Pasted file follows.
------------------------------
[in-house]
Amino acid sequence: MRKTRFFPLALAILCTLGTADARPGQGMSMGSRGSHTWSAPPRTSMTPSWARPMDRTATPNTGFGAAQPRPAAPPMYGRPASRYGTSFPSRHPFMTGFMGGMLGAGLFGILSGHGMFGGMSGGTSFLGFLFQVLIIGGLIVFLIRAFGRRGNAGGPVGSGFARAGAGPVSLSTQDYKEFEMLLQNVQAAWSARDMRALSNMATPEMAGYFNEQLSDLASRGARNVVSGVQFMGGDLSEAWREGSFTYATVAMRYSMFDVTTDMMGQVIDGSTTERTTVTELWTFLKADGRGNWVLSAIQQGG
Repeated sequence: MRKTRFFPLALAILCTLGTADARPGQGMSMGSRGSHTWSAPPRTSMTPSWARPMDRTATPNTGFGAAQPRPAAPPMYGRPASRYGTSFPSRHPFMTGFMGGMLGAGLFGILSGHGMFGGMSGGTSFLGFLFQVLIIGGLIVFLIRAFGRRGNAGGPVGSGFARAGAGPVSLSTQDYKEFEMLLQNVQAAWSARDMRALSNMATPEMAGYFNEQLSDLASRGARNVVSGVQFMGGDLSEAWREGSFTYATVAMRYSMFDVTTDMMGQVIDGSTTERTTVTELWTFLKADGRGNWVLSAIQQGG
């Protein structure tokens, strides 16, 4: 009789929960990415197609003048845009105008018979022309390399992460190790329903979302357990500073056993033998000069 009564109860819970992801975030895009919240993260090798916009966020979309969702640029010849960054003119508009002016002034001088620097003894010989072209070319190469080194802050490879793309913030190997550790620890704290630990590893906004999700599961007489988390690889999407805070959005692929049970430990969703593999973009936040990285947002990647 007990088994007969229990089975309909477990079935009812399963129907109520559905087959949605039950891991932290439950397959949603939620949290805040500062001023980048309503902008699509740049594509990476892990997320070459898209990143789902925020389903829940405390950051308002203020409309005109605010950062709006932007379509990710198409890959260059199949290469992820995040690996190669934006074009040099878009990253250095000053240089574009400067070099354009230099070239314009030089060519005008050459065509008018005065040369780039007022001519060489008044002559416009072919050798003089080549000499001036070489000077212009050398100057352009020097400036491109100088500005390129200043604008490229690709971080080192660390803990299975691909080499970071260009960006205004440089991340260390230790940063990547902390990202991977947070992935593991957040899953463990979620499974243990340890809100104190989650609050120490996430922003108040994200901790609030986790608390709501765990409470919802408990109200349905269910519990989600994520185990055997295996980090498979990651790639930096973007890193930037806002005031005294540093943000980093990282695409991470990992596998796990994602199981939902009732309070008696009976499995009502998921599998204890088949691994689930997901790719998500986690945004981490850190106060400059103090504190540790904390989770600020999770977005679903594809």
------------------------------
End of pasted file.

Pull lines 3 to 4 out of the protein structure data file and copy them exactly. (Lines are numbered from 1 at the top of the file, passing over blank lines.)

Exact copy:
Repeated sequence: MRKTRFFPLALAILCTLGTADARPGQGMSMGSRGSHTWSAPPRTSMTPSWARPMDRTATPNTGFGAAQPRPAAPPMYGRPASRYGTSFPSRHPFMTGFMGGMLGAGLFGILSGHGMFGGMSGGTSFLGFLFQVLIIGGLIVFLIRAFGRRGNAGGPVGSGFARAGAGPVSLSTQDYKEFEMLLQNVQAAWSARDMRALSNMATPEMAGYFNEQLSDLASRGARNVVSGVQFMGGDLSEAWREGSFTYATVAMRYSMFDVTTDMMGQVIDGSTTERTTVTELWTFLKADGRGNWVLSAIQQGG
């Protein structure tokens, strides 16, 4: 009789929960990415197609003048845009105008018979022309390399992460190790329903979302357990500073056993033998000069 009564109860819970992801975030895009919240993260090798916009966020979309969702640029010849960054003119508009002016002034001088620097003894010989072209070319190469080194802050490879793309913030190997550790620890704290630990590893906004999700599961007489988390690889999407805070959005692929049970430990969703593999973009936040990285947002990647 007990088994007969229990089975309909477990079935009812399963129907109520559905087959949605039950891991932290439950397959949603939620949290805040500062001023980048309503902008699509740049594509990476892990997320070459898209990143789902925020389903829940405390950051308002203020409309005109605010950062709006932007379509990710198409890959260059199949290469992820995040690996190669934006074009040099878009990253250095000053240089574009400067070099354009230099070239314009030089060519005008050459065509008018005065040369780039007022001519060489008044002559416009072919050798003089080549000499001036070489000077212009050398100057352009020097400036491109100088500005390129200043604008490229690709971080080192660390803990299975691909080499970071260009960006205004440089991340260390230790940063990547902390990202991977947070992935593991957040899953463990979620499974243990340890809100104190989650609050120490996430922003108040994200901790609030986790608390709501765990409470919802408990109200349905269910519990989600994520185990055997295996980090498979990651790639930096973007890193930037806002005031005294540093943000980093990282695409991470990992596998796990994602199981939902009732309070008696009976499995009502998921599998204890088949691994689930997901790719998500986690945004981490850190106060400059103090504190540790904390989770600020999770977005679903594809």